Torus Power RM 20 AUDIO/VIDEO POWER-ISOLATION UNIT By Larry Greenhill • Published: Jan 3, 2008 – When I arranged to review the Bryston 28B-SST monoblock power amplifier, I wanted to be certain that the 1kW amplifier wouldn’t be starved for current.
Bryston advised me that Plitron, who manufacture the 28B-SST’s toroidal transformer, also make Power Isolation Units (PIUs), under the brand name Torus Power. Torus explained that its PIUs combine surge suppression with massive toroidal transformers to provide AC power conditioning and protection from voltage surges.
For this review, I was supplied with Torus’s RM 20 ($3000), a PIU that uses a single 2400VA toroidal transformer to supply 120V and 20 amperes to the 10 AC outlets on its rear panel. It also has a 20A circuit breaker for its On/Off switch and uses a massive, 14AWG detachable AC cord rated at 15A/125V.
Torus PIUs use transformers twice the size found in typical amplifier power-supply toroids and buffer the amplifier’s peak current demands. The PIU transformer’s primary, attached to the home AC line, is decoupled from the secondary attached to the amplifier, allowing what is claimed to be a more complete attenuation of AC line noise, from 1kHz to over 1MHz. Torus PIUs also provide substantial surge suppression, and are available in either single 120V input or dual 120V (balanced) inputs.
Installation involved placing the RM 20’s 95-lb chassis where it would get adequate ventilation: atop my Velodyne DD-18 subwoofer. I then used all 10 of its AC jacks for my audio components. Not only did the PIU provide a central place to plug in all my audio gear, it helped me eliminate extra extension cords and other line-cord clutter.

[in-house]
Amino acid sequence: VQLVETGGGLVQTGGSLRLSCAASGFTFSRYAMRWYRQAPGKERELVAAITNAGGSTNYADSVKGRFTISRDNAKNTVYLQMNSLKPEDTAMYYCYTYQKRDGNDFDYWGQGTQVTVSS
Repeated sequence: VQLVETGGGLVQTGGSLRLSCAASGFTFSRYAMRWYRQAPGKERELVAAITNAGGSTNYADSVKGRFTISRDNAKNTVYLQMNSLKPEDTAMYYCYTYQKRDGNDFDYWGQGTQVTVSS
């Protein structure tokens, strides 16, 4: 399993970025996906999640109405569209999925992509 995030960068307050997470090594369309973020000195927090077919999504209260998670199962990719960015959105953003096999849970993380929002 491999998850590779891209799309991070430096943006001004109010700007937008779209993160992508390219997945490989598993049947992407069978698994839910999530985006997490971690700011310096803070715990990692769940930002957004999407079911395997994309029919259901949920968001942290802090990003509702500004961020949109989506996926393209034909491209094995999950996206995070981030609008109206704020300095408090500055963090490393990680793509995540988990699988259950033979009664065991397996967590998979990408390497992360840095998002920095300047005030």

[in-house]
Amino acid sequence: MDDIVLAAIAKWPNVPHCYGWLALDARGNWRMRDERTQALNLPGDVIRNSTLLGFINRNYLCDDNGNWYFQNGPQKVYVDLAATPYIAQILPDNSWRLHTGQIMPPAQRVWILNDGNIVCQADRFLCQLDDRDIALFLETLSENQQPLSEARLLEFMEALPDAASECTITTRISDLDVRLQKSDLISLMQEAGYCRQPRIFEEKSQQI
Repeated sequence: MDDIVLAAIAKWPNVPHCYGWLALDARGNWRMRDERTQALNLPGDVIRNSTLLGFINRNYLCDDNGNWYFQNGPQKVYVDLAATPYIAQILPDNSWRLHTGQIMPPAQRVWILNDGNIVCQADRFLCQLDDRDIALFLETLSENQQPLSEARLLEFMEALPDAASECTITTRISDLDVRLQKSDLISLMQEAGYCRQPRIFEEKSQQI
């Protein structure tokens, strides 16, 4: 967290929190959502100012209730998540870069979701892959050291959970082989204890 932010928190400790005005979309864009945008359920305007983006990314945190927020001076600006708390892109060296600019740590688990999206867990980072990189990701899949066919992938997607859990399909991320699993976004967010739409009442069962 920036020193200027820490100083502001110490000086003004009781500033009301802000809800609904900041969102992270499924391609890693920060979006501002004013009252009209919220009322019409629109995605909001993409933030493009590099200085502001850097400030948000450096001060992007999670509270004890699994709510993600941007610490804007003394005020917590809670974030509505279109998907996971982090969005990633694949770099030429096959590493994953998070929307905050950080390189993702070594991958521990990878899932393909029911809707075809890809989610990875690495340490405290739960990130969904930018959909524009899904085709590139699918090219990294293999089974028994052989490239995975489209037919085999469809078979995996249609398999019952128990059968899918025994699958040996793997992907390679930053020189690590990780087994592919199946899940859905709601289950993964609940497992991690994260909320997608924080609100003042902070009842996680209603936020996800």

My approach to listening tests borrowed heavily from Brian Damkroger’s review of the Audience Adept Response line conditioner in April (Vol.30 No.4). Like BD, I found it easiest to hear the Torus PIU’s benefits by removing it from the setup after having lived with it and the Bryston 28B-SSTs in my system for two months. The PIU greatly enhanced subtle details of tone, timbre, and imaging when dynamics were extreme or volume was loud. Removing the PIU shrank the soundstage, making my system sound flatter and less detailed. This was most evident when I listened to “Deeper Wells,” from Emmylou Harris’ Spyboy (CD, Eminent 25001-2). The massive synthesizer sounds that open the track dominate and obliterate the sounds of Harris’ voice and any instruments. Reinserting the PIU in my system focused the sound of the churning, roiling synthesizer on a spot at the front and center of the soundstage, allowing me to hear Harris’ voice and the drums separately, farther back in the stage.
I highly recommend the Torus Power PIU to increase any serious audiophile system’s powers of musical resolution and imaging.—Larry Greenhill